Glutathionylation of the L-type Ca2+ Channel in Oxidative Stress-Induced Pathology of the Heart
AbstractThere is mounting evidence to suggest that protein glutathionylation is a key process contributing to the development of pathology. Glutathionylation occurs as a result of posttranslational modification of a protein and involves the addition of a glutathione moiety at cysteine residues. Such modification can occur on a number of proteins, and exerts a variety of functional consequences. The L-type Ca2+ channel has been identified as a glutathionylation target that participates in the development of cardiac pathology. Ca2+ influx via the L-type Ca2+ channel increases production of mitochondrial reactive oxygen species (ROS) in cardiomyocytes during periods of oxidative stress. This induces a persistent increase in channel open probability, and the resulting constitutive increase in Ca2+ influx amplifies the cross-talk between the mitochondria and the channel. Novel strategies utilising targeted peptide delivery to uncouple mitochondrial ROS and Ca2+ flux via the L-type Ca2+ channel following ischemia-reperfusion have delivered promising results, and have proven capable of restoring appropriate mitochondrial function in myocytes and in vivo. View Full-Text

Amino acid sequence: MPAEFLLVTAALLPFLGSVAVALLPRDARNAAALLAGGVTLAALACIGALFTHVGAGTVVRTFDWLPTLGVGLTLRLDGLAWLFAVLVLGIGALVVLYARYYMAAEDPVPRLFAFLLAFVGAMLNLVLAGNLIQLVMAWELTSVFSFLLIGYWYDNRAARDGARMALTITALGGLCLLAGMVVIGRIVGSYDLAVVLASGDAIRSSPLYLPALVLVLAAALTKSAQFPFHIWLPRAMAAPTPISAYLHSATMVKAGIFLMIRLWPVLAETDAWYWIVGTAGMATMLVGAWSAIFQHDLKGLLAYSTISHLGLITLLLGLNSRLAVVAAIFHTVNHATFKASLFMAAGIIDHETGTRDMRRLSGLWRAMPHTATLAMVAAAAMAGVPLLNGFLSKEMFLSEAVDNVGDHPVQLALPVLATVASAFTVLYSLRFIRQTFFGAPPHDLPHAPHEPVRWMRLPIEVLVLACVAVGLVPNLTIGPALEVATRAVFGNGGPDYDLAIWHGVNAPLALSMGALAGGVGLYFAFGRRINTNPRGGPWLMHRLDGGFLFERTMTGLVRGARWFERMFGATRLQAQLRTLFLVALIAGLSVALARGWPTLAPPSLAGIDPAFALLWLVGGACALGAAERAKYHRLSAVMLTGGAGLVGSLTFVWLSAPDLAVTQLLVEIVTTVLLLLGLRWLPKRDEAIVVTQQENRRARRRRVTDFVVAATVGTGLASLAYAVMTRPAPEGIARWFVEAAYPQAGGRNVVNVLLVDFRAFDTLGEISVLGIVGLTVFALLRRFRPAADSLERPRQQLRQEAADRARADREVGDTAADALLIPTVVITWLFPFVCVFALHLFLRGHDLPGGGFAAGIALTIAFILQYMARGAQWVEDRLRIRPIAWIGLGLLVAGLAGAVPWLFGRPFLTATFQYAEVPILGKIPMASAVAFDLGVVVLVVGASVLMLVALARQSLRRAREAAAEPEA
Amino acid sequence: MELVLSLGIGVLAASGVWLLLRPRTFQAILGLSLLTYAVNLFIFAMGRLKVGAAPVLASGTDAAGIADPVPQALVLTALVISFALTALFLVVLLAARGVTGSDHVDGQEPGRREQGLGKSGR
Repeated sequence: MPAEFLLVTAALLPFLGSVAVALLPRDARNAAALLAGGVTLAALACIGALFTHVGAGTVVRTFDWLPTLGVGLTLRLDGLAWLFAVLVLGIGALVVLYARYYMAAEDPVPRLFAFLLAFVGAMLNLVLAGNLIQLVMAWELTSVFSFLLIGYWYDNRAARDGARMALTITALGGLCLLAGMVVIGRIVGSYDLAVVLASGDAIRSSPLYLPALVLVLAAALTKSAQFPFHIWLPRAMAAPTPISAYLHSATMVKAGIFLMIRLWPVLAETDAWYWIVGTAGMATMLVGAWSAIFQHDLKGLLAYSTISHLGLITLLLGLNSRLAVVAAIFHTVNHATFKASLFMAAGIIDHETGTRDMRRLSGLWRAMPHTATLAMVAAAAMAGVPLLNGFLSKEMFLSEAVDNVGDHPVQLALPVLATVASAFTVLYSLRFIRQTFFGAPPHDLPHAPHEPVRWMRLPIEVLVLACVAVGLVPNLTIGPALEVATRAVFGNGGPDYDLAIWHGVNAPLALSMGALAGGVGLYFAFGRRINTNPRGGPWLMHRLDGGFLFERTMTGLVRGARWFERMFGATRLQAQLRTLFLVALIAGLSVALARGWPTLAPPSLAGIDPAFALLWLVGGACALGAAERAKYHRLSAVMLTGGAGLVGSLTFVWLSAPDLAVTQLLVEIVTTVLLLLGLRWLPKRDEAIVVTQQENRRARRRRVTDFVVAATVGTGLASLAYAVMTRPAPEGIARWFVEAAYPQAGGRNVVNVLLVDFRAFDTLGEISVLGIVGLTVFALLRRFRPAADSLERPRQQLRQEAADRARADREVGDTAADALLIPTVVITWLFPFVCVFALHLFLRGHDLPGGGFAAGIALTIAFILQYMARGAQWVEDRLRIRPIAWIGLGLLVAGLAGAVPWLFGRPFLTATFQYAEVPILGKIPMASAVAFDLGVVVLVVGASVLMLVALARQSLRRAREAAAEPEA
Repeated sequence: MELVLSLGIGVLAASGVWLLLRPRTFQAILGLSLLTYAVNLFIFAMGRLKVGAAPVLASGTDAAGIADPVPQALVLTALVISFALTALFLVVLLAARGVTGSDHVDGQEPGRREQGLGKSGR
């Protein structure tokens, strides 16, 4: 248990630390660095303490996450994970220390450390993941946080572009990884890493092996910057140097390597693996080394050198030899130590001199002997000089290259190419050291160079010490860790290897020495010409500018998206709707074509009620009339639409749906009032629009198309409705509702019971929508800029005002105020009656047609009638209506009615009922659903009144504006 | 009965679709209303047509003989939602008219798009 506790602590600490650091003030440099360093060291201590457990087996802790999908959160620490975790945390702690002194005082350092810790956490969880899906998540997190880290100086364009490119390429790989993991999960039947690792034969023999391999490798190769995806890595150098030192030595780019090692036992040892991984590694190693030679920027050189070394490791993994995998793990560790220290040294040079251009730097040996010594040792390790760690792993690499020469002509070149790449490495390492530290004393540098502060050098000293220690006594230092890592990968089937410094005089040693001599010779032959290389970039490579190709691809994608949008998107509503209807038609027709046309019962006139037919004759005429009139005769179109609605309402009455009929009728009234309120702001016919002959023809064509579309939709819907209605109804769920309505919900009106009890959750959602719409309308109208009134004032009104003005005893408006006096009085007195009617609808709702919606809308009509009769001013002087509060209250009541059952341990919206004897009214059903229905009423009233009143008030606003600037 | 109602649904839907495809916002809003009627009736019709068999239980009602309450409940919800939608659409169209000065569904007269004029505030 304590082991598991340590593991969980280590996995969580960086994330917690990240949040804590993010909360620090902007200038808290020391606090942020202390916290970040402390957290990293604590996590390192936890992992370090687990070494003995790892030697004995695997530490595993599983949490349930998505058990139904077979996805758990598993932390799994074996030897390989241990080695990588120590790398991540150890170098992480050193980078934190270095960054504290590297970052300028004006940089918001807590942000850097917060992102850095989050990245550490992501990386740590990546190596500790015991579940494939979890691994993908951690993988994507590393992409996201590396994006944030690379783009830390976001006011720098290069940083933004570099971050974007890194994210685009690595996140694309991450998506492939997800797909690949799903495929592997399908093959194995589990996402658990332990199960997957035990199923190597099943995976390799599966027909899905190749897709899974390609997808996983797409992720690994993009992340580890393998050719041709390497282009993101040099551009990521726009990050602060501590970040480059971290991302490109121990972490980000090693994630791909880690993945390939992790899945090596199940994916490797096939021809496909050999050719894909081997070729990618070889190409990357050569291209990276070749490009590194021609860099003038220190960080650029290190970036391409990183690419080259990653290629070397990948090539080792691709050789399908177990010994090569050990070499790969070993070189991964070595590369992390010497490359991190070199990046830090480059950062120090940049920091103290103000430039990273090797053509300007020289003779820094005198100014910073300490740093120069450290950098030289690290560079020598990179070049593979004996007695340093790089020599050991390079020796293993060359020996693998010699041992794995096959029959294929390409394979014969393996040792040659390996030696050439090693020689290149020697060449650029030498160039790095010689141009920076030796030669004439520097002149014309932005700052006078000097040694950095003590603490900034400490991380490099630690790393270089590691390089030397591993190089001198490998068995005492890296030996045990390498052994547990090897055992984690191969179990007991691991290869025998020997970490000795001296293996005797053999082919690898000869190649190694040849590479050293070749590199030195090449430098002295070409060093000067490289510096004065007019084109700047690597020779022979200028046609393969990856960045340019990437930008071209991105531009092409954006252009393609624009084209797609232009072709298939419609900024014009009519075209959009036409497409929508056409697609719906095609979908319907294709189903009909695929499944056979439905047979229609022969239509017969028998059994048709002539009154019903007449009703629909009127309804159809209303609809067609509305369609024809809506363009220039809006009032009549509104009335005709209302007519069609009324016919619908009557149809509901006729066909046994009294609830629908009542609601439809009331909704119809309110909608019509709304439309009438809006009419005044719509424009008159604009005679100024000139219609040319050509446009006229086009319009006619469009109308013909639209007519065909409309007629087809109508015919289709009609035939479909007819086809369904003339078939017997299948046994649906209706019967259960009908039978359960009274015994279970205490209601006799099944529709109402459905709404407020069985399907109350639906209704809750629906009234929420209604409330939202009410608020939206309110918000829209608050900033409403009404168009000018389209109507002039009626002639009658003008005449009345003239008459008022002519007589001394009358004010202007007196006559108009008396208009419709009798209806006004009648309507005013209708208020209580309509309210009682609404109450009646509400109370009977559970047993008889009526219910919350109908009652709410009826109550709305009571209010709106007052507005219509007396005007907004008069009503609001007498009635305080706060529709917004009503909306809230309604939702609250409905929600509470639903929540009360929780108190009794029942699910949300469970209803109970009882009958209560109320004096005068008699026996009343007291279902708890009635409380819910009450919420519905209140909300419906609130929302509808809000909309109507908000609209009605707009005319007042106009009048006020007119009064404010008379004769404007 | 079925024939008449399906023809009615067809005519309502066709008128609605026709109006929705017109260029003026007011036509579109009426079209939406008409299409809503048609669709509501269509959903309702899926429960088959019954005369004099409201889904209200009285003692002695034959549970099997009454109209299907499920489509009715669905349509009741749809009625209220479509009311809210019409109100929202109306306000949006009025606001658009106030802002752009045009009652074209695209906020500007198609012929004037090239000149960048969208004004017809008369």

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Johnstone, V.P.A.; Hool, L.C. Glutathionylation of the L-type Ca2+ Channel in Oxidative Stress-Induced Pathology of the Heart. Int. J. Mol. Sci. 2014, 15, 19203-19225.
Johnstone VPA, Hool LC. Glutathionylation of the L-type Ca2+ Channel in Oxidative Stress-Induced Pathology of the Heart. International Journal of Molecular Sciences. 2014; 15(10):19203-19225.Chicago/Turabian Style
Johnstone, Victoria P.A.; Hool, Livia C. 2014. "Glutathionylation of the L-type Ca2+ Channel in Oxidative Stress-Induced Pathology of the Heart." Int. J. Mol. Sci. 15, no. 10: 19203-19225.